Next slide, please. In the North Caucasus Federal District, over 9,000 students attend four state-funded universities. In 2011, 2,320 students graduated from these universities and only 25% of those completing internship training went back to work in the North Caucasus Federal District; and only 19% of those completing residency training went back to work in the North Caucasus Federal District. This year, together with the Ministry of Education and Science, we have elaborated new mechanisms of target enrolment and contract enrolment for university and postgraduate study. These mechanisms need to be adopted more intensively in the region so that up to 90% of graduates return to targeted workplaces, as is the case in other Russian regions.
Next slide. Since the uniform federal standards that have been introduced are underfunded (currently only 47.7% of the standards have sufficient funding, although formally they have been adopted by 94% of healthcare facilities), the salaries of doctors and paramedics have not reached the target level because the salary increases are fully incorporated into the increase of the federal standard and are included in the costs. Please pay attention to this.
Next slide. A few words on medicines provision for the residents of the North Caucasus Federal District. The North Caucasus Federal District is the only district that has not presented a list of residents entitled to free or subsidised medicines, subsidised either by the federal budget or by the regional budget. In summer the Federal Service for Supervision of Healthсare and Social Development conducted an inspection and uncovered an offense: the lists of the subsidised drugs included drugs that were not life-saving medications, as well as dietary supplements, which all the regions were notified of. As a result, a prescribed drug in the North Caucasus Federal District costs three or four times more than the national average for prescribed medications, despite the federal and regional subsidies. An analysis of the causes of these excessive prices revealed not only increased purchase prices but also the inclusion in the purchasing lists of non-critical medications that have no strictly registered prices, as well as a reduced proportion of Russian-made medications. Things must be put in order without delay and in the short-term we plan to meet with the healthcare ministers of the North Caucasus Federal District in order to assess the situation and discuss ways to resolve it.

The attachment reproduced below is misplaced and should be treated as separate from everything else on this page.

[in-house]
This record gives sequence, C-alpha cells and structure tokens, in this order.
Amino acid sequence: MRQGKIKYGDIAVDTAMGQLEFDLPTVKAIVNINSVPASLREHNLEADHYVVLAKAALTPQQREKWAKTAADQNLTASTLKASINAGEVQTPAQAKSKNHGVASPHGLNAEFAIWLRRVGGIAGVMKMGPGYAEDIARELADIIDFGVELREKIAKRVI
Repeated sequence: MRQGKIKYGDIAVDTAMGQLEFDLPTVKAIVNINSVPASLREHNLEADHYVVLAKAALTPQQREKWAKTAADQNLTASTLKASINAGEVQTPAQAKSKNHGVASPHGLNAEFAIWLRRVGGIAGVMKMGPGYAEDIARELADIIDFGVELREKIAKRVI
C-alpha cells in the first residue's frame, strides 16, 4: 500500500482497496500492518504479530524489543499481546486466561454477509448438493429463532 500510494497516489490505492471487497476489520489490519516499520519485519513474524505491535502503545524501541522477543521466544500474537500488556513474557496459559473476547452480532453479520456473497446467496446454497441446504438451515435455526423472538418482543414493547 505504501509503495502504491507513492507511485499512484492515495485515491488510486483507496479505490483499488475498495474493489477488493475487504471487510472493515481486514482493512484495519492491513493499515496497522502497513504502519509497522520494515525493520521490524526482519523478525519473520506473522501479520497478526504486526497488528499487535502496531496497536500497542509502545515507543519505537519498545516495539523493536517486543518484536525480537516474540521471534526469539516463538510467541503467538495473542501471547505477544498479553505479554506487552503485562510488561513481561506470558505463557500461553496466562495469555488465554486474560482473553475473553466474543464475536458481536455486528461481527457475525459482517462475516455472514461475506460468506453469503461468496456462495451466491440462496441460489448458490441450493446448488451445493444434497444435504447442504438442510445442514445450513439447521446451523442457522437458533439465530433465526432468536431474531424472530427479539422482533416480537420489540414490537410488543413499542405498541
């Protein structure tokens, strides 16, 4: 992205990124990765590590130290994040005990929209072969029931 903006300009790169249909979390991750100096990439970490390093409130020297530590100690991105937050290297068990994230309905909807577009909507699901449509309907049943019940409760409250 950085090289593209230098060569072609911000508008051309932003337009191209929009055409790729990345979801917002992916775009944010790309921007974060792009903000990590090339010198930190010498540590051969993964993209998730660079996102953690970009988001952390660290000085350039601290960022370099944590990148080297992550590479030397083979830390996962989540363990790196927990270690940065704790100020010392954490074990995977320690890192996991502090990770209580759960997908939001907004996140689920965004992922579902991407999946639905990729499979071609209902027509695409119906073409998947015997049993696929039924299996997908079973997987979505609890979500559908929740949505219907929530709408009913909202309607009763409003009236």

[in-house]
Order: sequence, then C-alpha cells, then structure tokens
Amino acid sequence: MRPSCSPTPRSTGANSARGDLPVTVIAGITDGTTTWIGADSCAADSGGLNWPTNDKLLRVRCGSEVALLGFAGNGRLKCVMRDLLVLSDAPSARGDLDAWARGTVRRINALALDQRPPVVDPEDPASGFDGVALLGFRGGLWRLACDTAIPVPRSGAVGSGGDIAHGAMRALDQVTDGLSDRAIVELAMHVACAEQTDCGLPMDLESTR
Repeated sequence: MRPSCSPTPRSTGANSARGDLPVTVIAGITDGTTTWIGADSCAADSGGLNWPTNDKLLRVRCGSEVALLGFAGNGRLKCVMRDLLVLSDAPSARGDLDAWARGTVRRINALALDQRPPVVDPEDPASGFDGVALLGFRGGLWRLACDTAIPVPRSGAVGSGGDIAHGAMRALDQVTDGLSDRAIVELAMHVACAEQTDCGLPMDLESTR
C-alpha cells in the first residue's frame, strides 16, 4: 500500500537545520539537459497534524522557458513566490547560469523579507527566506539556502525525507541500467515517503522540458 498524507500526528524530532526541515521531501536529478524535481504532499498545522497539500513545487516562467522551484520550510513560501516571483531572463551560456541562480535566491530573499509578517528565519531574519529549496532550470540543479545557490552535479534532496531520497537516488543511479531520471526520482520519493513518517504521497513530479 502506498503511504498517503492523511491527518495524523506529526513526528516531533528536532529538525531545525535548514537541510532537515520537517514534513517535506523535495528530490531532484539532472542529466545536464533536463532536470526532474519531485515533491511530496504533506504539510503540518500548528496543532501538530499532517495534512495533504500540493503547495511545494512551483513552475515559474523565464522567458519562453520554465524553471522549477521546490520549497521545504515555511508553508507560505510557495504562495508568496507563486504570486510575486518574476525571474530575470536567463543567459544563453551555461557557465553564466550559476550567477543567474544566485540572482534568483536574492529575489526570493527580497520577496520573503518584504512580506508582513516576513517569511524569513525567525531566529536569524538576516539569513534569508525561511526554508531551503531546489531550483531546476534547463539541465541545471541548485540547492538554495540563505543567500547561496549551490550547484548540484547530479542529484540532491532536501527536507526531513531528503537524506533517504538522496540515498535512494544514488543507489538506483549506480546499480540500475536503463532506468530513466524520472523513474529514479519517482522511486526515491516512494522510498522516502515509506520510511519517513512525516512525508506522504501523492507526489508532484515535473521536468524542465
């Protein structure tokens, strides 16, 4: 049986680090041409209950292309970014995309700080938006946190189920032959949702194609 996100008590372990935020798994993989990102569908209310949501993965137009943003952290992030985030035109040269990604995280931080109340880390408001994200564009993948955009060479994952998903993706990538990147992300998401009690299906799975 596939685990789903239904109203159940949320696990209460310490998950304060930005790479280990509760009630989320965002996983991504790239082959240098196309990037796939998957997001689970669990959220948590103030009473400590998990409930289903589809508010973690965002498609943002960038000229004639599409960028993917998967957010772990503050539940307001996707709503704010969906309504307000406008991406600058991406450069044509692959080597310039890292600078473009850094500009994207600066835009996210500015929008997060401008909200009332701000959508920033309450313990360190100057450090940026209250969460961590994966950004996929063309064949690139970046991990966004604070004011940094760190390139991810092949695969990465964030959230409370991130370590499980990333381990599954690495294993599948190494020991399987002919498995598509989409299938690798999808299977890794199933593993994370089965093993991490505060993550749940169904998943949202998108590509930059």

Here are some final slides. Under the healthcare development programme to 2020, all regions prepare forecasts of the state of the health of its citizens; this chiefly relates to the reduction of mortality resulting from the major diseases, cardio-vascular diseases, tumours and tuberculosis. The regions in this federal district have made more modest forecasts as regards mortality rate reduction compared with the national average. The Ministry of Healthcare will advise all regions to review these figures, because Russia is making every effort to meet the targets that have been set. This applies to infant mortality too. The Republic of Dagestan, the Chechen Republic and the Stavropol Territory have huge resources for reducing maternal mortality.
Colleagues, practically all the allocations, which cover most medical care, excluding diseases caused by social conditions, are reserved in the Compulsory Medical Insurance system. I would like to draw attention to the fact that to date the North Caucasus Federal District faces a 25.7% shortage for the territorial Compulsory Medical Insurance programmes. Thus the financial coverage per capita here is considerably lower than the national average. This is especially true for the Republic of Dagestan, the Kabardino-Balkarian Republic and the Republic of North Ossetia (Alania).
Mr Medvedev and colleagues! An analysis of the situation in seven regions within the North Caucasus Federal District reveals great hidden reserves. The Ministry of Healthcare has developed a roadmap for each region to help them overcome the existing weaknesses. We would like to maintain open contact and are ready to work together on a daily basis in order to improve the situation within one or two years. Thank you.
Dmitry Medvedev: Thank you. Now I would like Mr Livanov to present his report. Please if possible make it a bit briefer. Go ahead please.
Dmitry Livanov: Mr Medvedev, ladies and gentlemen,
The materials for this meeting include detailed background information and the relevant slides. I will talk about the basic urgent measures we are proposing for addressing problems that have accumulated over the years. The most pressing problem concerns children – according to official statistics more than 1,100 children in the 7-18 age bracket are not going to school. There are many reasons for this but I see the indifference of adults as the main one. We must spare no efforts to make sure every child in the district attends school. The regions urgently need to create a personalised computerised system to account for all school-age children.